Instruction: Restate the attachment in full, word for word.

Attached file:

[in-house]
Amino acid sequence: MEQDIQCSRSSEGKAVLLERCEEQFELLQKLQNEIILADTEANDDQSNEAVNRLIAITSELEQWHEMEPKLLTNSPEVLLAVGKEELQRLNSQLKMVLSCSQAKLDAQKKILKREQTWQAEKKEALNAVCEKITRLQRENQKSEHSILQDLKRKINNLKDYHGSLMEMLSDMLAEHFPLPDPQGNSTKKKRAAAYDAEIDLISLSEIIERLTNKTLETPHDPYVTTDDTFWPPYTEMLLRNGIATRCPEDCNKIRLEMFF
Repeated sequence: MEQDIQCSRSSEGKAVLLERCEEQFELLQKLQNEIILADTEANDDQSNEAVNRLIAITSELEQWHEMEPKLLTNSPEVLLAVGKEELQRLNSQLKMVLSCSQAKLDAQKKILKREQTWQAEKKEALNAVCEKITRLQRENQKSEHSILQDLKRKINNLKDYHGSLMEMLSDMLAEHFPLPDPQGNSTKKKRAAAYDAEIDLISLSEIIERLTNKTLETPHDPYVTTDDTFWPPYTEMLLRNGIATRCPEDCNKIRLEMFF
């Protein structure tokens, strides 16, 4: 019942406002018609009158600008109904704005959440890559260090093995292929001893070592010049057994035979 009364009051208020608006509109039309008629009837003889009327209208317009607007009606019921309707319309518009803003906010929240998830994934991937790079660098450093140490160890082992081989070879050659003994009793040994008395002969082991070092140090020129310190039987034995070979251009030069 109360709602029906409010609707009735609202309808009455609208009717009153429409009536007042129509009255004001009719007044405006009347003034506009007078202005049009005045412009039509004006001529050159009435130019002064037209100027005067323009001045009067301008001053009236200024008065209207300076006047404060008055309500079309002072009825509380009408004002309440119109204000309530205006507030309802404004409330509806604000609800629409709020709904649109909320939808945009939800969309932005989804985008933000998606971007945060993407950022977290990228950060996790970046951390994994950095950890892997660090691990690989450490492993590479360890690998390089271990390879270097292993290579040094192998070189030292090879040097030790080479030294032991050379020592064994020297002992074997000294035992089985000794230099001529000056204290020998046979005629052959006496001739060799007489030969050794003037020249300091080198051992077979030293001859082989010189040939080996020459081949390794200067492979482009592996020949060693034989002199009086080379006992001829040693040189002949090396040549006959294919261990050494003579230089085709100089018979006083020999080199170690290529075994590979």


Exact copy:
[in-house]
Amino acid sequence: MEQDIQCSRSSEGKAVLLERCEEQFELLQKLQNEIILADTEANDDQSNEAVNRLIAITSELEQWHEMEPKLLTNSPEVLLAVGKEELQRLNSQLKMVLSCSQAKLDAQKKILKREQTWQAEKKEALNAVCEKITRLQRENQKSEHSILQDLKRKINNLKDYHGSLMEMLSDMLAEHFPLPDPQGNSTKKKRAAAYDAEIDLISLSEIIERLTNKTLETPHDPYVTTDDTFWPPYTEMLLRNGIATRCPEDCNKIRLEMFF
Repeated sequence: MEQDIQCSRSSEGKAVLLERCEEQFELLQKLQNEIILADTEANDDQSNEAVNRLIAITSELEQWHEMEPKLLTNSPEVLLAVGKEELQRLNSQLKMVLSCSQAKLDAQKKILKREQTWQAEKKEALNAVCEKITRLQRENQKSEHSILQDLKRKINNLKDYHGSLMEMLSDMLAEHFPLPDPQGNSTKKKRAAAYDAEIDLISLSEIIERLTNKTLETPHDPYVTTDDTFWPPYTEMLLRNGIATRCPEDCNKIRLEMFF
């Protein structure tokens, strides 16, 4: 019942406002018609009158600008109904704005959440890559260090093995292929001893070592010049057994035979 009364009051208020608006509109039309008629009837003889009327209208317009607007009606019921309707319309518009803003906010929240998830994934991937790079660098450093140490160890082992081989070879050659003994009793040994008395002969082991070092140090020129310190039987034995070979251009030069 109360709602029906409010609707009735609202309808009455609208009717009153429409009536007042129509009255004001009719007044405006009347003034506009007078202005049009005045412009039509004006001529050159009435130019002064037209100027005067323009001045009067301008001053009236200024008065209207300076006047404060008055309500079309002072009825509380009408004002309440119109204000309530205006507030309802404004409330509806604000609800629409709020709904649109909320939808945009939800969309932005989804985008933000998606971007945060993407950022977290990228950060996790970046951390994994950095950890892997660090691990690989450490492993590479360890690998390089271990390879270097292993290579040094192998070189030292090879040097030790080479030294032991050379020592064994020297002992074997000294035992089985000794230099001529000056204290020998046979005629052959006496001739060799007489030969050794003037020249300091080198051992077979030293001859082989010189040939080996020459081949390794200067492979482009592996020949060693034989002199009086080379006992001829040693040189002949090396040549006959294919261990050494003579230089085709100089018979006083020999080199170690290529075994590979």